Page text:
BY BRIGHT JACOB
Seventy-seven days from today and exactly eight years after he came to power in 2015 as the democratically elected president of Nigeria, the administration of President Muhammadu Buhari will wind down on May 29, 2023, signalling the termination of what some analysts have called a phase in the political sojourn of the former military leader.
And even if many commentaries have been made about the possible roles he could play in the polity after he steps down, Buhari himself said that after passing the baton of office, he would completely wash his hands of political activities by retiring to his hometown in Daura, Katsina State, where he would avoid the “problems” associated with politics.
Buhari had also explained that he wanted to give his successor “a free hand” to operate and run the affairs of government, hence his decision not to make the seat of power, Abuja, his permanent place of residence after his handover date.
His plans notwithstanding, Buhari is a larger-than-life leader who earnestly desired to give Nigerians a fresh perspective to the subject of governance by moulding selflessness and discipline into Nigeria’s political lexicon.
Having said this, Nigerians will remember him as the accidental president who beat an incumbent while he (Buhari) was in the opposition – an unheard of feat in Nigeria.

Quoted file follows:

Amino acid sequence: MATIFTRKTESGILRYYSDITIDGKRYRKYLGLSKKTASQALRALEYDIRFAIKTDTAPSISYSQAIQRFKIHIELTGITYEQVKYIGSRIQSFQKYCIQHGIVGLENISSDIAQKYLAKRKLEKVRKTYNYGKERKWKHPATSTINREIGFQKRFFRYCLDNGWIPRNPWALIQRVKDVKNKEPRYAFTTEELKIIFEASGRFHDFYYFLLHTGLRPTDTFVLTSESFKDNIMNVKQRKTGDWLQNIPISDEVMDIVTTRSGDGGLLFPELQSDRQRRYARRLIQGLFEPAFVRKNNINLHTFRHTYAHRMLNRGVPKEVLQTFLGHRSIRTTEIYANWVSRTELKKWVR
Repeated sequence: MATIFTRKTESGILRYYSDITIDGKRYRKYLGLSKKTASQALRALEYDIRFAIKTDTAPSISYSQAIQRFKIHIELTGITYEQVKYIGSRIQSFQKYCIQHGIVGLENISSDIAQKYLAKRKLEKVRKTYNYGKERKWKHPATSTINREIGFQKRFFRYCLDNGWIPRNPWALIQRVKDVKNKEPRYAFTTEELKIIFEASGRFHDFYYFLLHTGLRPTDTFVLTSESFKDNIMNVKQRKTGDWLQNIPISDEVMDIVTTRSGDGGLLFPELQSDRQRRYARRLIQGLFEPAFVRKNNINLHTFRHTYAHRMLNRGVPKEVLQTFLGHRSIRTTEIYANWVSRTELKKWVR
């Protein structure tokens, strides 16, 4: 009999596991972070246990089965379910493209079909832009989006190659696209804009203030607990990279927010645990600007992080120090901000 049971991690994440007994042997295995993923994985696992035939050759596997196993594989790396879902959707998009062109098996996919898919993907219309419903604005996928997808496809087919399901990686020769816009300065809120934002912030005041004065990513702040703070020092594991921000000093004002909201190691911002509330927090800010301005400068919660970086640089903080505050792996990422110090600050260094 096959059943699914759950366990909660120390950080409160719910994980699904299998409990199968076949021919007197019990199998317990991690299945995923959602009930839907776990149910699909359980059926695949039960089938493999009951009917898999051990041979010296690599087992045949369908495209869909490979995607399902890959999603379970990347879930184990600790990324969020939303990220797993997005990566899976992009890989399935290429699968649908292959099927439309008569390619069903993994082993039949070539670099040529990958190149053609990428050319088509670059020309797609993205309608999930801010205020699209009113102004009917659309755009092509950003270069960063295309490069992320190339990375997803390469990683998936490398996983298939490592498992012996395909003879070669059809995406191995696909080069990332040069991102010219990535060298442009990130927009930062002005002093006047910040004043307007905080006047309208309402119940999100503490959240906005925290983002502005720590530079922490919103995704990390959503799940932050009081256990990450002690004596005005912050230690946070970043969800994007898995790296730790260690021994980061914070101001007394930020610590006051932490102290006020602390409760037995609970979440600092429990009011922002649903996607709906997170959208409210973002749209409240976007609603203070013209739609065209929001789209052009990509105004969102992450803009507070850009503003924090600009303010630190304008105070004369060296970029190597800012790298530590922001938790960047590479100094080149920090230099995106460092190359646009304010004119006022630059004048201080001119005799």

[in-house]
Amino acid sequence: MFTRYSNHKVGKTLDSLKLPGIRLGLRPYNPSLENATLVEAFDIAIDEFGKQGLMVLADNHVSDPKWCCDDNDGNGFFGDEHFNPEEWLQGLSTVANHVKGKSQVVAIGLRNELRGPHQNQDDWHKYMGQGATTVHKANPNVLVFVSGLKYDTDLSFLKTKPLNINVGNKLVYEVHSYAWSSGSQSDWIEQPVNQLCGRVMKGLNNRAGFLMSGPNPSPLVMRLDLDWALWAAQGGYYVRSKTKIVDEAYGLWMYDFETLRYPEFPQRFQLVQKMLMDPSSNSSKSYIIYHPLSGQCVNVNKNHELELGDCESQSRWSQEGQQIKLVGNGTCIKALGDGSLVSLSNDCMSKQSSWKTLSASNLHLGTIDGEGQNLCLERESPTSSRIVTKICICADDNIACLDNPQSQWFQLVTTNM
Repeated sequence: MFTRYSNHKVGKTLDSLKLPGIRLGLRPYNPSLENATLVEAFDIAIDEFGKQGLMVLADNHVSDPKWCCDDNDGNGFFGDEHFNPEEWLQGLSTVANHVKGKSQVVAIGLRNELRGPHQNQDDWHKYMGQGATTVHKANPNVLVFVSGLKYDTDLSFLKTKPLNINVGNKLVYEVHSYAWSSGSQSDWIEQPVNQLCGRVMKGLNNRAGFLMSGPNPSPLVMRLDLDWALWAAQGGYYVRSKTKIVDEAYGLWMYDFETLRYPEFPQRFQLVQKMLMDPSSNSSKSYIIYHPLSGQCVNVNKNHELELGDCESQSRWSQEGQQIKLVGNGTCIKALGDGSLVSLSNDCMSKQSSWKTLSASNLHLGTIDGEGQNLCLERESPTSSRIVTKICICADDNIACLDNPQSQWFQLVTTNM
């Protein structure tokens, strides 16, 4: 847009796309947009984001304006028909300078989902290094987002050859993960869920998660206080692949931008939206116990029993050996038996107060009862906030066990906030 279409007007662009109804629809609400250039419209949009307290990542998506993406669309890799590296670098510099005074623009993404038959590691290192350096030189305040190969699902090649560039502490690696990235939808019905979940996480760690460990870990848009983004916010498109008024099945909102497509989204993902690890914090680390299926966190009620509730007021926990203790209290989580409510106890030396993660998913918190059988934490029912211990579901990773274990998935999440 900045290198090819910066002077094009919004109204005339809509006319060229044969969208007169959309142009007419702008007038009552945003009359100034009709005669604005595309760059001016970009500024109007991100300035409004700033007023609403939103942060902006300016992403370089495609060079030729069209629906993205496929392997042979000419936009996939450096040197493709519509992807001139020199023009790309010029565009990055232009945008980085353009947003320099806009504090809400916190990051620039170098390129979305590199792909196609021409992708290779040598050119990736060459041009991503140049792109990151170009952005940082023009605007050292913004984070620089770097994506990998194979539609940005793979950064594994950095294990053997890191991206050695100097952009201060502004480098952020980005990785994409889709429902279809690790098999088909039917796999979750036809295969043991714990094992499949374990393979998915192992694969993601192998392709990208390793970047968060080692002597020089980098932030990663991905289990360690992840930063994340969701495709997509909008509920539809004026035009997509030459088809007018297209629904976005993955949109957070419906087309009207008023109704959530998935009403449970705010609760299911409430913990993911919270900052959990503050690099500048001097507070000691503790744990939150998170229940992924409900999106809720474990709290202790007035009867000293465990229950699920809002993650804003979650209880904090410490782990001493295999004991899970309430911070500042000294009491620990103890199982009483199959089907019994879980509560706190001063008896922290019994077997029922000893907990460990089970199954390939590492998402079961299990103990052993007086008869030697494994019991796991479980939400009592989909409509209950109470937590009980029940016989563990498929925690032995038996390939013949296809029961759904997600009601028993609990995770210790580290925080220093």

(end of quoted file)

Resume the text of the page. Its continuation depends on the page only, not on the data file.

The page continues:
With the curtain gradually closing on his government, it is becoming increasingly impossible to determine whether Buhari would be sorely missed at the Aso Villa by Nigerians, some of whom have heavily criticised him for his bungling of the economy and other sundry aspects of human endeavour.
However, giving credit where credit’s due, it is pivotal to state that Nigerians agree that no other political leader’s foray into the murky waters of politics, since the beginning of their nationhood, has embodied more grit and doggedness to what Buhari brings to the table.
The businesslike and no-nonsense octogenarian who came to limelight in 1976 when he was appointed as military Governor of Borno State by then Head of State, Olusegun Obasanjo, has held Nigerians in awe of his simplicity and unassuming nature.
Ambitious as ever, it had taken Buhari just seven years after his appointment as a military administrator to become a household name in Nigeria after, in 1983, he staged a military coup d’état and bundled Nigeria’s sixth president, the late Shehu Shagari, into political obscurity.
This action may have precipitated Buhari’s irreversible obsession with power, and likely acted as a propeller to drive his insatiable thirst for dominance, which saw him contest, not once, but four times for Nigeria’s presidency, before he succeeded.